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Sloe Gin recipe

sloe gin!

When we went to visit Dave’s friend over Christmas, they gave us this cute little bottle of sloe gin. I love sloe gin! Randomly, although I knew I liked sloe gin, I had never actually thought about what the berries looked like, and had never appreciated that sloeberries are Schlehen in German. There is a sloe bush outside my parents house, and every day when I walked back from the bus I would pick one and scrunch up my face. Like a silly little ritual. I haven’t seen sloeberries anywhere in years (probably because I don’t get out into the countryside much) but apparently Leicestershire is covered in them.

sloe gin!
sloe gin!

They are in season in the autumn so there wasn’t a huge amount left when were down for Christmas, but then Dave’s mum went for a cycle ride and saw a bit of hedge where there were still some. So we decided to get some and make our own sloe gin. The bushes were pretty bare, and we had to walk along quite a long way to get enough to fill our box. Then when we had finished we found a bush that had loads on still, if we’d seen that one first we wouldn’t have needed to go anywhere else. Never mind, we worked for our berries.

sloe gin!
sloe gin!
sloe gin!

To make your own, this is what you need:

450g sloeberries
225g sugar
1 litre gin
Waterproof jars
bottle

You need to stick everything into the jar and leave to stand in a cool place, shaking it up every two days for a week, then weekly for two months. Then strain into a sterilised bottle.

We used a mix of decent but not amazing gin people had left behind at ours after parties, but you can use really horrid cheapy stuff if you want. We also made some vodka, just replacing the gin for it.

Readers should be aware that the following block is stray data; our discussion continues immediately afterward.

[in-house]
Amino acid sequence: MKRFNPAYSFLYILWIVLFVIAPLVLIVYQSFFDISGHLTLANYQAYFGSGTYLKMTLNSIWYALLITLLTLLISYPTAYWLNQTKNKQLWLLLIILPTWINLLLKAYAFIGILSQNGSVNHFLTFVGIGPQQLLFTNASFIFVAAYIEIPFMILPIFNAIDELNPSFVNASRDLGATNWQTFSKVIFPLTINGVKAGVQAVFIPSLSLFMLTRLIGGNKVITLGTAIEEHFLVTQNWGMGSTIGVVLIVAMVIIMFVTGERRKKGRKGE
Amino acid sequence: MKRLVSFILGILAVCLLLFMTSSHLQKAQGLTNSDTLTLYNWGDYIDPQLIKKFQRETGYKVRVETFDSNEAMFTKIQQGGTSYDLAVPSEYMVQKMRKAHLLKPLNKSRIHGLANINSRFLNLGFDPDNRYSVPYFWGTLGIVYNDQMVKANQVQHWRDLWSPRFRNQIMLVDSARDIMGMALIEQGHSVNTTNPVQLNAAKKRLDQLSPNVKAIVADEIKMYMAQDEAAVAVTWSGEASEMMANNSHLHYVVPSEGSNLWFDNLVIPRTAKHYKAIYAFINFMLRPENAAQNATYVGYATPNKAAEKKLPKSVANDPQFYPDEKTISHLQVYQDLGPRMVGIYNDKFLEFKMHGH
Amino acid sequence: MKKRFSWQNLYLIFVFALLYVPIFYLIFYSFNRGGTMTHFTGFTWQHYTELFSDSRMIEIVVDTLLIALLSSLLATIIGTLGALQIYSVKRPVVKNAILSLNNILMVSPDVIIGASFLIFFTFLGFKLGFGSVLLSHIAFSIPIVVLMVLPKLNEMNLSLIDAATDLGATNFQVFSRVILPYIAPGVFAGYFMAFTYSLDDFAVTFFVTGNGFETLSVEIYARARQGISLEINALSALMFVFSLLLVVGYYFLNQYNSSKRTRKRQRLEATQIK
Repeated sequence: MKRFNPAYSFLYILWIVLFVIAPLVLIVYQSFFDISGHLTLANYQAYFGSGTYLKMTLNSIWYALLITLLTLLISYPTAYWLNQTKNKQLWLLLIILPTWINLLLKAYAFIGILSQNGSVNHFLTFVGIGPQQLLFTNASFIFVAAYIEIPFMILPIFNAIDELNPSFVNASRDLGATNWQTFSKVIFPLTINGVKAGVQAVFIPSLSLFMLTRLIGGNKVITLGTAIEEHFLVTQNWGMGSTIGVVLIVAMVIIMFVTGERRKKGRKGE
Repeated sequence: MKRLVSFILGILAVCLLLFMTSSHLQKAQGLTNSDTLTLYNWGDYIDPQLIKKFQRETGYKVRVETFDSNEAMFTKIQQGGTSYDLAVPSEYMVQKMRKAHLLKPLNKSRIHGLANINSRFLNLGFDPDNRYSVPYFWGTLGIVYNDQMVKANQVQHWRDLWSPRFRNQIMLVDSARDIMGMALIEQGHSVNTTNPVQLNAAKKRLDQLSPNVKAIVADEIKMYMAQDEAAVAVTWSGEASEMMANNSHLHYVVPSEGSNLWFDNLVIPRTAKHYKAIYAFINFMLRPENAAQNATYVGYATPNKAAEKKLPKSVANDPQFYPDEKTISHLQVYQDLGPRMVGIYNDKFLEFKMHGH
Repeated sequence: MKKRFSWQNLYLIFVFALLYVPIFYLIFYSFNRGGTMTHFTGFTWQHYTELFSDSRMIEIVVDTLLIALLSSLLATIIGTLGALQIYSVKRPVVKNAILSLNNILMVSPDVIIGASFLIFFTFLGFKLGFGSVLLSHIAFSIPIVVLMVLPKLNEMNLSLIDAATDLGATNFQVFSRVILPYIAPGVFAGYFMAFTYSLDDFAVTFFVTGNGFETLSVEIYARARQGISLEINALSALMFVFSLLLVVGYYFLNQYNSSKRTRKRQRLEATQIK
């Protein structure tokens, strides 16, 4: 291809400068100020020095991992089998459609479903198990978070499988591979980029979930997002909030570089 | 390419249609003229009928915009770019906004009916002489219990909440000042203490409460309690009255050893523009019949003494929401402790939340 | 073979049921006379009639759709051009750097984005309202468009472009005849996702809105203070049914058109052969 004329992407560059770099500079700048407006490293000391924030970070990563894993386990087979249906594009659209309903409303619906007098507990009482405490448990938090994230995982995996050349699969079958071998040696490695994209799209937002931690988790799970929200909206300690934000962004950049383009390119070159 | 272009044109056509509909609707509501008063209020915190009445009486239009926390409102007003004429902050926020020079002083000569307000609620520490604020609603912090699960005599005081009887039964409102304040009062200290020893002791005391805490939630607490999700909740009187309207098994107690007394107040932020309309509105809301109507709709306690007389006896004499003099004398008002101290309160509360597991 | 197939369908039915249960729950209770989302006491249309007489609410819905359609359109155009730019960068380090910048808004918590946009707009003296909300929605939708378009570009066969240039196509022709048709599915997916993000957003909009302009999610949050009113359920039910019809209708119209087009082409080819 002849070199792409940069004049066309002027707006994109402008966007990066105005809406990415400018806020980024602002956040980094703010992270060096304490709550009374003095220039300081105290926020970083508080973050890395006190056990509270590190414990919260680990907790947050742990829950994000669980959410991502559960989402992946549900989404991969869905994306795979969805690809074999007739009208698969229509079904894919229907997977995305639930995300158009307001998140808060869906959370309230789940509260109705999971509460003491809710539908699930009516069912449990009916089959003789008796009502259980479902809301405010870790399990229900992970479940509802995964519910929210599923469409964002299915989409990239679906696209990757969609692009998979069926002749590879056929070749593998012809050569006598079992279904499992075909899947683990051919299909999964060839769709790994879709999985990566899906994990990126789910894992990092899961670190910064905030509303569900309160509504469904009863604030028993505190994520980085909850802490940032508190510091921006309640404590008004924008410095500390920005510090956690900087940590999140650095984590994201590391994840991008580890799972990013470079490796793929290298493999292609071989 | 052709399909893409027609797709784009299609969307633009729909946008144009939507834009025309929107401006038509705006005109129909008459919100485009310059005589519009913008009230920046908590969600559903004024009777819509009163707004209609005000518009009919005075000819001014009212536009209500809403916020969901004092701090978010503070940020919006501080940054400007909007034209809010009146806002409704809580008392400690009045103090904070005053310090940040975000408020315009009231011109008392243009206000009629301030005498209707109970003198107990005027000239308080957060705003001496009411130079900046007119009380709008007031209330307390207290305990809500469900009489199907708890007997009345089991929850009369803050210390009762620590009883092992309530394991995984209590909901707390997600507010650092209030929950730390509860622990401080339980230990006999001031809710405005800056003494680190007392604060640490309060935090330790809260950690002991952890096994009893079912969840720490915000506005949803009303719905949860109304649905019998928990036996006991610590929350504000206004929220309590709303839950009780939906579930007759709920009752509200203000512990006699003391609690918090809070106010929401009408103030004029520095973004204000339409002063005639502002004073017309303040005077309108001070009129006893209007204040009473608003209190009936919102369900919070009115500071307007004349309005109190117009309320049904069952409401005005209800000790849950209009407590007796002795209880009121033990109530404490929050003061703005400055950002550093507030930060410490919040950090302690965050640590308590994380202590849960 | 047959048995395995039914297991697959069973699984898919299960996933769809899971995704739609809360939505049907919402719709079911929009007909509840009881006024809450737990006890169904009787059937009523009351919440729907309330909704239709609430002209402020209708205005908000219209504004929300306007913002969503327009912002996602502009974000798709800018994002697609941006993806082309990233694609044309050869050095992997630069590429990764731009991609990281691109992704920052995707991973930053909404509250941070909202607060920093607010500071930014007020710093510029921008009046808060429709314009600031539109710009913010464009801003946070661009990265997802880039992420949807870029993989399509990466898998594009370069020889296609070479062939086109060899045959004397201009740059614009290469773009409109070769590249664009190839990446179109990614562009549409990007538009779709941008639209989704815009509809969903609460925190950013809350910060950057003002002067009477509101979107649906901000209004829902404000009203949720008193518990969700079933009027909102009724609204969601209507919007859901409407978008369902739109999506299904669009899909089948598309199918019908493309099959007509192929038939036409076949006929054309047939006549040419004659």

I don’t know if this has worked or not yet, we will be straining it for my leaving party on 18 February, so I will update this post then. It’s definitely taken on the colour already!

Comments on this entry are closed.

  • madam0wl 20 January 2012, 5:47 pm

    That is an interesting process. Recently I’d read something about making an herbal wine which sounded similar- basically involved pouring red wine over loose leaf herb of choice and then letting it sit somewhere cool/dark for several weeks, probably shaking it too and ultimately straining it. The idea being it would almost turn out a bit medicinal when it was finished. Good luck with your gin! And wow, forgot about your pending work study, that’ll be coming up soon then.
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    • Franca 23 January 2012, 1:40 pm

      Oh interesting! Wine goes off eventuallynthough, doesn’t it. i think this is ok because there is so much alcohol in gin.

  • Megan, The Frugalista Diaries 20 January 2012, 6:57 pm

    mmmmm that looks amazing!

  • Terri 21 January 2012, 1:38 am

    Oh, it will be great to see the pics from this leaving party–the eyelids at half mast from your home brew. Just what does a sloe berry taste like?
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    • Franca 23 January 2012, 1:41 pm

      On it’s own, not very nice. bitter and makes your mouth go furry. I don’t really know how to describe it. With the sugar it’s completely transformed though and becomes more of a standard berry/curranty taste.

  • Style Eyes Ethical Fashion Blog 21 January 2012, 6:52 am

    I have a bottle of sloe gin that I got from my Dads when I was there at Christmas. It is delicious but always amazes me how much sugar it has in it.

  • alanc230 31 January 2012, 8:25 pm

    In the years after college, I used to make Kahlua on a regular basis, with instant coffee crystals, sugar, and cheap vodka. Never saw a recipe for sloe gin, though. Interesting.